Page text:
What can you do about this?  Refuse to accept any legislation that seeks to ban any type of animal.  It only takes a moment of thought to realize that the knowledge possessed by 'accredited zoos' is not special, and that animal husbandry isn't rocket science.  Any truly dedicated person can learn how to properly and safely care for any animal.  If they have the funds and the space to do so, why should this not be permitted?  If it's ok for a zoo to do it, why is it not ok for anyone else to do it, in exacty the same way (or better)?  Individuals can make a difference in captive breeding programs, too.  They can promote education and conservation.  Most of all, they can pursue happiness by working with the species they love, and they can do it in such a way that the species benefits from their attention.  Should there be restrictions on the ownership of some animals?  If necessary, yes.  It's true, people shouldn't be keeping bears in their apartments...but if they have proper licensing, and meet safety standards, why not keep bears in a proper enclosure?
Many 'exotics' shouldn't require permits of any kind...they're harmless to the public.  Existing humane laws cover any other issues that might arise from exotics ownership (or pet ownership of any kind).  If an animal is being kept properly, and poses no risk to public safety (that includes all cage birds, all reptiles and amphibians, all fish, and many small mammals), then there is no legitimate reason to require licensing or permitting, either.  If the animal is not being kept properly...enforcement of existing laws is all that is required to deal with the issue.  Additional laws will only require additional funds for enforcement.

If you believe people should retain the right to keep the pets they choose--whether it's a wallaby, a large python, a small cat, or a hamster...then pay attention to what your local lawmakers are up to.  City ordinances and State laws can pass in a flash.  They often do their best to keep them under the radar, to avoid opposition.  When one of them turns up in your area--write in, call in, and fight it.  Even if it's not about any pet you keep...especially if it's not about any pet you keep.  If pet owners don't stand together to protect our rights, we will all individually lose them.  The evidence of that is already clear.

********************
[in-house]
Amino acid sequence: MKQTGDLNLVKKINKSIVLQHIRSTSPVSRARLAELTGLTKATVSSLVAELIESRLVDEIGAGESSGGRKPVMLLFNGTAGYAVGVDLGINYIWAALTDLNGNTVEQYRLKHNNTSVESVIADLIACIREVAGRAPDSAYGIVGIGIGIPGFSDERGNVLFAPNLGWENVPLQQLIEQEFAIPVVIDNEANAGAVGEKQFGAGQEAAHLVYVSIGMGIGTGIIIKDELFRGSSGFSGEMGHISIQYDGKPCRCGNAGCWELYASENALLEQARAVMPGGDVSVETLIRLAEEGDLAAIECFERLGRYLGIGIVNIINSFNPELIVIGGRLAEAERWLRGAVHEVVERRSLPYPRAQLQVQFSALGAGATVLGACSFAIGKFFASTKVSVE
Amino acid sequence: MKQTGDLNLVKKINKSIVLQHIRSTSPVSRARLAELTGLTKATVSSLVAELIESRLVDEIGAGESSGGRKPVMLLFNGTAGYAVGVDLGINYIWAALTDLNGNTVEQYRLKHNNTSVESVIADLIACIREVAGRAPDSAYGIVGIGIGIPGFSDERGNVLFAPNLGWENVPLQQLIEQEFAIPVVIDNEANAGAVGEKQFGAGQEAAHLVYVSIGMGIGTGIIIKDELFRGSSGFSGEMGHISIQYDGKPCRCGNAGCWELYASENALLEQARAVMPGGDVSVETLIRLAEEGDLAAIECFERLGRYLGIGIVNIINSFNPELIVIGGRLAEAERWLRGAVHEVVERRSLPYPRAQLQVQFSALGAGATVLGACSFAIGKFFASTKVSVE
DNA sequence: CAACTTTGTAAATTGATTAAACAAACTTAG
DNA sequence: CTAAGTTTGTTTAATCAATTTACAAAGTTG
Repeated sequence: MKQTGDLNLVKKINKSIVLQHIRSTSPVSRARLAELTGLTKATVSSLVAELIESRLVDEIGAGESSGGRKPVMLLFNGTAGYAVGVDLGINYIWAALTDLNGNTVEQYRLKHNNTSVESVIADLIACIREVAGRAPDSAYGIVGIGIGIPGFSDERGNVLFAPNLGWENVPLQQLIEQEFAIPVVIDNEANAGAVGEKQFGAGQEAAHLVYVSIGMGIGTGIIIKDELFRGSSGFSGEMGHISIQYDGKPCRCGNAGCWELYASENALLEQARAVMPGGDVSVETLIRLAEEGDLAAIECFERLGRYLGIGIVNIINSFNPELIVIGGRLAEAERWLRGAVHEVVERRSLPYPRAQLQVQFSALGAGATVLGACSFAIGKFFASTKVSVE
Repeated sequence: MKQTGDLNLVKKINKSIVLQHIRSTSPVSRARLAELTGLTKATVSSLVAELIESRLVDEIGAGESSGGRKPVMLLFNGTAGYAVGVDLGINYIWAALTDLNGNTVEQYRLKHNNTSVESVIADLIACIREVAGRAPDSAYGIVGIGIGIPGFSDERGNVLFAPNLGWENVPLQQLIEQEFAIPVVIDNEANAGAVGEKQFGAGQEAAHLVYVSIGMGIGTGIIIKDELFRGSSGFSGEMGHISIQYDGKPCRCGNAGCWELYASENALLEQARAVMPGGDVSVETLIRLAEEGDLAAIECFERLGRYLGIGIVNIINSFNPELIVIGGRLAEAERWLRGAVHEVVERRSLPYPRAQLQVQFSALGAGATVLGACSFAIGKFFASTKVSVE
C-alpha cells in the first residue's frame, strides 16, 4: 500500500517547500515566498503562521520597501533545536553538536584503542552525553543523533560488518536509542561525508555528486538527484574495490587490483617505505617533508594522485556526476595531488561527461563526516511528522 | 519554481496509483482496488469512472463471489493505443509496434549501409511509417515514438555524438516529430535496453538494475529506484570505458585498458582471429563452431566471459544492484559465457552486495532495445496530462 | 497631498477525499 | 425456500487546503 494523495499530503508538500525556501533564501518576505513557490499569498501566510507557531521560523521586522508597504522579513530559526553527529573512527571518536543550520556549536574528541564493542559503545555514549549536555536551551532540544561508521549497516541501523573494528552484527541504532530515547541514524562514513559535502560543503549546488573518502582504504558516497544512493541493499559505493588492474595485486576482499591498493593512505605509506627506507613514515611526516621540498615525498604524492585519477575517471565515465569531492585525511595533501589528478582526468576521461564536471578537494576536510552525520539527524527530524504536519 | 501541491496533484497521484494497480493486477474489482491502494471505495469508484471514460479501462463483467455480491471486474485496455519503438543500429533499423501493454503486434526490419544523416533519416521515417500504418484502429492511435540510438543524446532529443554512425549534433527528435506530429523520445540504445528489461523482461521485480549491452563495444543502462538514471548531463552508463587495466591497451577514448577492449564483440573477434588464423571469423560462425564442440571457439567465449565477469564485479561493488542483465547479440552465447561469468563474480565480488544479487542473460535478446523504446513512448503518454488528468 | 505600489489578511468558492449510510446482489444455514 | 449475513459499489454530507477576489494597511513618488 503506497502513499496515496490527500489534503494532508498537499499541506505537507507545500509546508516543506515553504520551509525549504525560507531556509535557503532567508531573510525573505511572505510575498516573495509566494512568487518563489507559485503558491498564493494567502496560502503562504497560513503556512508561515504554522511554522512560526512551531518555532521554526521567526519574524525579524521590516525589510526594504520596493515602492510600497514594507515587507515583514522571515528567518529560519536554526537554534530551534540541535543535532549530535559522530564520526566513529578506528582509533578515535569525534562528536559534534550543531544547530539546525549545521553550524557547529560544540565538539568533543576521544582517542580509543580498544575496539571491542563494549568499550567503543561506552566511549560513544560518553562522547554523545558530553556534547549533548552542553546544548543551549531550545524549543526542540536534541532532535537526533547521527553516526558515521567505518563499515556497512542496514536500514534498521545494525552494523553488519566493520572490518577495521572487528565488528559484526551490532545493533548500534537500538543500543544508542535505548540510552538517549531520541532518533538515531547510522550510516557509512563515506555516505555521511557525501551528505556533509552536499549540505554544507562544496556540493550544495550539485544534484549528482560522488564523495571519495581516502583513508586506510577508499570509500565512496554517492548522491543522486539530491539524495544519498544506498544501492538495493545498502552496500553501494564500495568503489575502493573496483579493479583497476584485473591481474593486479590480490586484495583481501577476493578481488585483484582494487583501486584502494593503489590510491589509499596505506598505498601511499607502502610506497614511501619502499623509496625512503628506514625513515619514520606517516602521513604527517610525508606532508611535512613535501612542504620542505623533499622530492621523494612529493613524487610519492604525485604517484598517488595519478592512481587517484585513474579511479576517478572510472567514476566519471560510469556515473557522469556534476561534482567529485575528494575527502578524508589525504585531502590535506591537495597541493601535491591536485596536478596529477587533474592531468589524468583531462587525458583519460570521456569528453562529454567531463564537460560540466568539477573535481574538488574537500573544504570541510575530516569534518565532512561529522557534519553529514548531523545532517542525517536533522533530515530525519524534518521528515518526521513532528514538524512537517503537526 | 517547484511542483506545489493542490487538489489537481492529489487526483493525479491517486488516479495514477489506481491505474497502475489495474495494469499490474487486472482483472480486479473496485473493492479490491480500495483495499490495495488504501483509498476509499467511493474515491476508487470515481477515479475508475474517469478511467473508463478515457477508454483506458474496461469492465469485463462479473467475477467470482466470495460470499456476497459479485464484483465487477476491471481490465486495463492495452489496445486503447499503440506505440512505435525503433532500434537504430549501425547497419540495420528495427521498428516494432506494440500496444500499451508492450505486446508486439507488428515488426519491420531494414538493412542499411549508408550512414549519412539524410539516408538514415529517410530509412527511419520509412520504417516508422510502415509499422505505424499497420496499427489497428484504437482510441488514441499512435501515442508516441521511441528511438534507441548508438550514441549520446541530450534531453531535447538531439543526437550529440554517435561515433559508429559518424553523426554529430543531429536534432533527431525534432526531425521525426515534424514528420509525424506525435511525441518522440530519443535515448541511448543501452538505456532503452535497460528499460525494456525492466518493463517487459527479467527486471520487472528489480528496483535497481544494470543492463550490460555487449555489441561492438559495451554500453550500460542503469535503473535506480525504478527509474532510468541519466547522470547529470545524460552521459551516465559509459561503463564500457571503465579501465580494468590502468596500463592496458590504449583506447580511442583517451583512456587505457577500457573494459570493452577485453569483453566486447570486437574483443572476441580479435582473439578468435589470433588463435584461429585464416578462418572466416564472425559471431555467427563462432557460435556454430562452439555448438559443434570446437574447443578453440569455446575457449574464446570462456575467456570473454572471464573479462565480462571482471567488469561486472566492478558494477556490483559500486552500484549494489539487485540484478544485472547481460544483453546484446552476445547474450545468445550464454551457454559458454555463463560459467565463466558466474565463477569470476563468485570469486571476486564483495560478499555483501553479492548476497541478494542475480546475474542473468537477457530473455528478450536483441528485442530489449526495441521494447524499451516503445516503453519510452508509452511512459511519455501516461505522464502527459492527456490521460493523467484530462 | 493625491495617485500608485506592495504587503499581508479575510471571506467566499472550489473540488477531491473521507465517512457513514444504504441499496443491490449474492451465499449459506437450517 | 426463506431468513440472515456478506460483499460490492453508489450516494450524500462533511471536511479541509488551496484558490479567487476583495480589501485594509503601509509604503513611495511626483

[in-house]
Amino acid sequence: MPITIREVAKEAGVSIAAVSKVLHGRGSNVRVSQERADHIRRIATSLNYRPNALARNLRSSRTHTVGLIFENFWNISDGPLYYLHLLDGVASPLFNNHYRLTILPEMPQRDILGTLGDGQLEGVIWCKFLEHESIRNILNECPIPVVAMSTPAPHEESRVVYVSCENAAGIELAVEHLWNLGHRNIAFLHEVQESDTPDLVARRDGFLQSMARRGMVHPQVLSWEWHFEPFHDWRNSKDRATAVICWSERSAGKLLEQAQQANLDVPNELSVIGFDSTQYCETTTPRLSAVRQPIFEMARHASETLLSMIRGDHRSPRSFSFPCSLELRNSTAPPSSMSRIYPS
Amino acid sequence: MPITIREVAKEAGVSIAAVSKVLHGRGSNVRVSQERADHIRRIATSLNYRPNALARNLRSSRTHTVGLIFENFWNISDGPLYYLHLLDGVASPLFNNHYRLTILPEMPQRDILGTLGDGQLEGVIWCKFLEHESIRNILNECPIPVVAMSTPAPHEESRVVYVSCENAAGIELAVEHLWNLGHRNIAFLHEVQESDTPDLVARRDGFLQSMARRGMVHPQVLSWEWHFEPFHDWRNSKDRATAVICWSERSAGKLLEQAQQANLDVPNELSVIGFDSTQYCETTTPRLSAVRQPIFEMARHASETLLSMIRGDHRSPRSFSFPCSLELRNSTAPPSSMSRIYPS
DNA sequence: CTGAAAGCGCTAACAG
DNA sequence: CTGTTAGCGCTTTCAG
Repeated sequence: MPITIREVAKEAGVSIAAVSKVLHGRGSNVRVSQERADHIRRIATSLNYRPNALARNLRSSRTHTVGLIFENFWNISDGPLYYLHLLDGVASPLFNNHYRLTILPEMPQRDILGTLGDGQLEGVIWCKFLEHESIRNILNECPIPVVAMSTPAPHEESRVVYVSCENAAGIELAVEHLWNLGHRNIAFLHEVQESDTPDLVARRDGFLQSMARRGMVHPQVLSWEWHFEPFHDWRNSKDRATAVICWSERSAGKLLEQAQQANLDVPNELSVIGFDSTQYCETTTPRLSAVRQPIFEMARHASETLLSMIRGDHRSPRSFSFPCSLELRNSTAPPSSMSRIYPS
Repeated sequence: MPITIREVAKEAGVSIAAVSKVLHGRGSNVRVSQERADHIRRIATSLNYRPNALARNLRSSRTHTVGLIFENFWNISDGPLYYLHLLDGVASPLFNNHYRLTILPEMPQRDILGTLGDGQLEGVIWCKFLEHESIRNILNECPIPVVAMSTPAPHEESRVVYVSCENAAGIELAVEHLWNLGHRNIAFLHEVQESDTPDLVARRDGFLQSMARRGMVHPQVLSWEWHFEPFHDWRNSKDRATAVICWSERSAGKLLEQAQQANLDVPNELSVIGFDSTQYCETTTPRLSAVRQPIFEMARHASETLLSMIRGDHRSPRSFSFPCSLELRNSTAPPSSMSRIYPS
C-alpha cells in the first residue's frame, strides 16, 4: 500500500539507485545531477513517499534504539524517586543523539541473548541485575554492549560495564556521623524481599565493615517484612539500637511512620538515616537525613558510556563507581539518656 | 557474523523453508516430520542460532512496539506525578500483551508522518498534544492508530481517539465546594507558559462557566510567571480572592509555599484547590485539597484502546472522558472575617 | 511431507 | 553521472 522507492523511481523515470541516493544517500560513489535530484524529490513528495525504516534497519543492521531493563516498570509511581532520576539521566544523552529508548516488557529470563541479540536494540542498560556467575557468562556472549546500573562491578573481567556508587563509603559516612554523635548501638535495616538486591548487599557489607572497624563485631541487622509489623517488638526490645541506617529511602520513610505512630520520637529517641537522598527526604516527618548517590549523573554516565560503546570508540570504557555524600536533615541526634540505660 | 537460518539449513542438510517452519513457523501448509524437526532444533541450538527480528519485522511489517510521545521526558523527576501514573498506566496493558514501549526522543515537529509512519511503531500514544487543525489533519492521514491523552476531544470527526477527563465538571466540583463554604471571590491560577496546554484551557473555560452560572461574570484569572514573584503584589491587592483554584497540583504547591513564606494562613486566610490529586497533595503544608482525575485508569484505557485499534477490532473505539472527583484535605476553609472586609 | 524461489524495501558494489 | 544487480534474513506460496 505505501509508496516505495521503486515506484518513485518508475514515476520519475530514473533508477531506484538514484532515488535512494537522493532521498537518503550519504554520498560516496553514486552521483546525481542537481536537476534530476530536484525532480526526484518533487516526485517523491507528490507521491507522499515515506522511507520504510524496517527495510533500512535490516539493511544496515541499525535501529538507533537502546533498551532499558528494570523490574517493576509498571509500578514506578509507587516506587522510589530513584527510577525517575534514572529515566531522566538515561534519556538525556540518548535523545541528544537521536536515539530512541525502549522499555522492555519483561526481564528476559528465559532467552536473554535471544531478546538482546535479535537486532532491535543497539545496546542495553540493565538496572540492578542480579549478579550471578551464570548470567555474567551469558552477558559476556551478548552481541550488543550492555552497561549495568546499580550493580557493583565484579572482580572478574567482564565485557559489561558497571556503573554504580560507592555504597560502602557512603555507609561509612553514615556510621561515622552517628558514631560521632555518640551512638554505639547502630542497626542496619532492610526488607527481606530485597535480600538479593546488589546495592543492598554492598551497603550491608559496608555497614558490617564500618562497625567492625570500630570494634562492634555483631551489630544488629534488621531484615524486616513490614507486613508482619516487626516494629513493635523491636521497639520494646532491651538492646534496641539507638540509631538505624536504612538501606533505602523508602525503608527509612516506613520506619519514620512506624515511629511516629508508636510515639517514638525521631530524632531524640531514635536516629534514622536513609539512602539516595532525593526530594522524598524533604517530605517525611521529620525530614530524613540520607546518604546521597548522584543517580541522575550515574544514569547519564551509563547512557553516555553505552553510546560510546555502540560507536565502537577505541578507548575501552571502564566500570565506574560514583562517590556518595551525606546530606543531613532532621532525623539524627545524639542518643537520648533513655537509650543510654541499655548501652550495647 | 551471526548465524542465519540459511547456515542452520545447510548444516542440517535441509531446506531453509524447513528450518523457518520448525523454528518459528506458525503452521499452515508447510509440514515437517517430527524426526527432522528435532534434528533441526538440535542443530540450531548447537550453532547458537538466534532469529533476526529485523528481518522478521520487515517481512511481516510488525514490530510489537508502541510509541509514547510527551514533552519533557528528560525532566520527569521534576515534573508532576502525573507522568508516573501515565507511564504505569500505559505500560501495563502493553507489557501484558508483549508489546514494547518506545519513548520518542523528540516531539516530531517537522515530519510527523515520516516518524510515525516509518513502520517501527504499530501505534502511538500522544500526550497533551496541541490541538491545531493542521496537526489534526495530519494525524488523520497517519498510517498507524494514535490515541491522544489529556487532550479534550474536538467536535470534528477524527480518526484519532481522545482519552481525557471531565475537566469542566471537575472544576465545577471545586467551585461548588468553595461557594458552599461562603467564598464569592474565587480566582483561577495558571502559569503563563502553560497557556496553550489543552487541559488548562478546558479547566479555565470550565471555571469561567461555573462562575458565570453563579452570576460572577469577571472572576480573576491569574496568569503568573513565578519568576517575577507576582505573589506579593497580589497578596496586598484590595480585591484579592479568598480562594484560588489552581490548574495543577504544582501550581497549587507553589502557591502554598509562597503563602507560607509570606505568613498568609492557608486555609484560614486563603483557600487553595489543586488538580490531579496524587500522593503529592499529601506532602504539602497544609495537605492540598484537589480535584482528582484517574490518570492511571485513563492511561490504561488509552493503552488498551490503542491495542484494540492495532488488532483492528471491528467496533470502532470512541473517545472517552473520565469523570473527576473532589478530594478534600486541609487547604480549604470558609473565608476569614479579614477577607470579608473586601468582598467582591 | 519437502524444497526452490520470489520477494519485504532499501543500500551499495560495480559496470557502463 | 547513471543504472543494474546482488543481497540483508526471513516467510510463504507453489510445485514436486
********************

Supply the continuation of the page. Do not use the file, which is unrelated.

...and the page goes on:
-c. 2012, Donna Fernstrom.  Please distribute freely.  Do not truncate or alter.

 Comments: View Oldest First  

Pope of iHerp and Bread,
Posted At: 2/6/2012 4:12:45 PM  

In DE an exotic is defined as a specie not native to DE. It's the only way I'm able to keep my corn snakes and "eastern" hogs.

Psycho Dragon,
Posted At: 2/6/2012 5:58:21 PM  

BTW: Been meaning to ask you, do you breed hogs or just keep?

Posted At: 2/8/2012 4:01:09 PM  

I like this the only thing I don't have a problem with is native species licensing for the breeding and selling of native species.  It's more to prevent too many animals from being taken out of the wild and honestly I don't mind the $25 a year, if it's ran like that program I wouldn't care.  One thing I don't like is if you keep hots in FL you're required to register with the state and they put your address online for the public to see.  A lot of people don't want it to be public knowledge where they are keeping possibly hundreds of thousands of dollars worth of snakes.  I don't mind the state knowing, but I don't think it should be public knowledge.

Posted At: 2/8/2012 8:01:41 PM  

Great post Donna!  I LOVE LOVE LOVE it!  I do agree with Tiki though that some of the legislation and laws already in place are already overreaching and going too far.  I could possibly see how it would make sense to license venomous reptiles.  But they should not be posting your address online to the public!  That's trouble waiting to happen.  I could see some people finding that list and creating a mob to harass those people, or worse, break into their houses in an attempt to steal the animals - which are probably required to be in locked rooms or locked cages anyhow - and could wind up causing some serious trouble (getting bit themselves even).